The Potential Role of Technological Modifications and Alternative Fuels in Alleviating Air Force Energy Problems

by Jean R. Gebman, William Stanley, John P. Weyant, William T. Mikolowsky


Full Document

FormatFile SizeNotes
PDF file 6.7 MB

Use Adobe Acrobat Reader version 10 or higher for the best experience.


Purchase Print Copy

 FormatList Price Price
Add to Cart Paperback174 pages $30.00 $24.00 20% Web Discount

Examines short- and long-term measures to reduce the consumption of petroleum jet fuels by the U.S. Air Force. Engine retrofits and aerodynamic modifications to existing aircraft can save significant quantities of jet fuel; however, savings in fuel expenditures are not enough to offset high initial costs of engine retrofits. If accomplished early in an aircraft's life cycle, relatively lower costs of modest aerodynamic modifications may be recoverable through savings in fuel expenditures. Synthetic jet fuels derived from oil shale or coal appear to be the most attractive future alternatives to petroleum jet fuels. If the foreign oil cartel maintains its price-setting effectiveness and a synthetic fuels industry develops in the United States, development of an Air Force capability to interchangeably use fuels derived from crude oil, oil shale, or coal could be economically attractive and enhance the Air Force's position in the jet fuel marketplace.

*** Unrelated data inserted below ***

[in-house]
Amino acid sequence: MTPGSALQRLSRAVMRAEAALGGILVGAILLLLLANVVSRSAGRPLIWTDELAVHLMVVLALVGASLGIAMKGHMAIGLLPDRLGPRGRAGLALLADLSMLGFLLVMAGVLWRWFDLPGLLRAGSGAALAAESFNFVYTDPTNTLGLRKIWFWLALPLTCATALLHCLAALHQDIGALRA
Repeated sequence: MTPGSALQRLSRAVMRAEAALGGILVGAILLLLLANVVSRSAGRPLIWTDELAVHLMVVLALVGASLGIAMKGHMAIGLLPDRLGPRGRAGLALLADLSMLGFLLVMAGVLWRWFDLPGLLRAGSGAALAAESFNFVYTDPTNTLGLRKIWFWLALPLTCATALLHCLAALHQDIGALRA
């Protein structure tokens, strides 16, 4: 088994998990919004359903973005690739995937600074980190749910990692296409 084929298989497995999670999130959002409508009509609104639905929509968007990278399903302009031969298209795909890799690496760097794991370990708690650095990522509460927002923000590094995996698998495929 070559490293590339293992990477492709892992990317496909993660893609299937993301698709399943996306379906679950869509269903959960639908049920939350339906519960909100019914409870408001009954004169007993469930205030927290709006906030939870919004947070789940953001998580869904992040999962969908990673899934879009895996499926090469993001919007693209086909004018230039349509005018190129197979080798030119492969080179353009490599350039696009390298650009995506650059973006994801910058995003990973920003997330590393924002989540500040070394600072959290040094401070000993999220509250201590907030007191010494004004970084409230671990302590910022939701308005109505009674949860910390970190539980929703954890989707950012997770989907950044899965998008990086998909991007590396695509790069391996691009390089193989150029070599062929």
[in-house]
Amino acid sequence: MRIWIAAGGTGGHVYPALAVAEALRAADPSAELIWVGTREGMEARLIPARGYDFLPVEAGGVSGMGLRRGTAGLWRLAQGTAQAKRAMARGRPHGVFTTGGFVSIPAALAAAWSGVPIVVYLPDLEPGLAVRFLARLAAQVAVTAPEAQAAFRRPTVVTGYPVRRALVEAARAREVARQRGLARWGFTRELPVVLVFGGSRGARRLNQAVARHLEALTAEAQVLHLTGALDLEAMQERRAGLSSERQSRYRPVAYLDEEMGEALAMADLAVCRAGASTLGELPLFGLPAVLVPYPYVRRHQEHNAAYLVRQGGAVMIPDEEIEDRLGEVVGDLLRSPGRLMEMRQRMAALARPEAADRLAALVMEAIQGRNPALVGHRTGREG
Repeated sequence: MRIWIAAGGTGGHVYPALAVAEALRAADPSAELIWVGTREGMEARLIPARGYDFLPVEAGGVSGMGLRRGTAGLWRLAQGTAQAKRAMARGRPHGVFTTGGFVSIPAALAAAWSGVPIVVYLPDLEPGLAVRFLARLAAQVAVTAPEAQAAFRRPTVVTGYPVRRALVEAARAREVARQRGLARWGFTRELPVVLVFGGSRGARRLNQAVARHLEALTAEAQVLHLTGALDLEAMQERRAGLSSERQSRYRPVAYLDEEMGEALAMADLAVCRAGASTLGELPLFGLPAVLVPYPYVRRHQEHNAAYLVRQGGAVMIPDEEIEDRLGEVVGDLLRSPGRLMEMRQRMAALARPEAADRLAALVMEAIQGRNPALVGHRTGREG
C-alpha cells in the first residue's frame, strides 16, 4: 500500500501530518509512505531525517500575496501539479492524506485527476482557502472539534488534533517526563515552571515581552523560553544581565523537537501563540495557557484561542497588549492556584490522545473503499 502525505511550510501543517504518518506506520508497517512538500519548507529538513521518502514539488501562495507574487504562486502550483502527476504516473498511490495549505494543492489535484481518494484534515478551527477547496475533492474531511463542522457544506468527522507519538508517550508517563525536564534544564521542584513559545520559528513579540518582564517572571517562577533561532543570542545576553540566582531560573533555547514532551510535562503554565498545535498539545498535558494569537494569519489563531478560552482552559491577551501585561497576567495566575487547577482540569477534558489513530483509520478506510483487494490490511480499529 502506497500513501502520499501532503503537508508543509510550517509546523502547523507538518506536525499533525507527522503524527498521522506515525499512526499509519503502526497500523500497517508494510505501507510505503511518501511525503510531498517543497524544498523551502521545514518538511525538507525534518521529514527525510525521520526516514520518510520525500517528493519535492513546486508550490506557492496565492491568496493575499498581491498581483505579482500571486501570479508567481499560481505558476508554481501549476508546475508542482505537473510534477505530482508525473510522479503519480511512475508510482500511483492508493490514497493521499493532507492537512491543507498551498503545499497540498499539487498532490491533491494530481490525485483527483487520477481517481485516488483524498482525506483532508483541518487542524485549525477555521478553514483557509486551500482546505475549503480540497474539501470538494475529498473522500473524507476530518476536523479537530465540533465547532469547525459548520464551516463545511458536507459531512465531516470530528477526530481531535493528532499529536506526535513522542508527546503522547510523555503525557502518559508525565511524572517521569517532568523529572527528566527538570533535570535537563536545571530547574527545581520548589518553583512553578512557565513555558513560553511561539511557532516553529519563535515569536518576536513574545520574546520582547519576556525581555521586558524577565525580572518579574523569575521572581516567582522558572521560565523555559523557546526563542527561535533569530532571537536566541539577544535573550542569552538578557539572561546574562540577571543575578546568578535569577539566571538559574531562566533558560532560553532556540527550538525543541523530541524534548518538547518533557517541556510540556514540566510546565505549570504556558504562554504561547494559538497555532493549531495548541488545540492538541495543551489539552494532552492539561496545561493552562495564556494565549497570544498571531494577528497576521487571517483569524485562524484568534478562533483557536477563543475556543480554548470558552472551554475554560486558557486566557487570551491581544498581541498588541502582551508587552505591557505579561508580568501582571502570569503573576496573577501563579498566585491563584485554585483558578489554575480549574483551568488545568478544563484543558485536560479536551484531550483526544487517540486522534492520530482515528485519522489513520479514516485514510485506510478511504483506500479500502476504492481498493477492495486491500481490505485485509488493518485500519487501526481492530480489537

This report is part of the RAND Corporation Report series. The report was a product of the RAND Corporation from 1948 to 1993 that represented the principal publication documenting and transmitting RAND's major research findings and final research.

Permission is given to duplicate this electronic document for personal use only, as long as it is unaltered and complete. Copies may not be duplicated for commercial purposes. Unauthorized posting of RAND PDFs to a non-RAND Web site is prohibited. RAND PDFs are protected under copyright law. For information on reprint and linking permissions, please visit the RAND Permissions page.

The RAND Corporation is a nonprofit institution that helps improve policy and decisionmaking through research and analysis. RAND's publications do not necessarily reflect the opinions of its research clients and sponsors.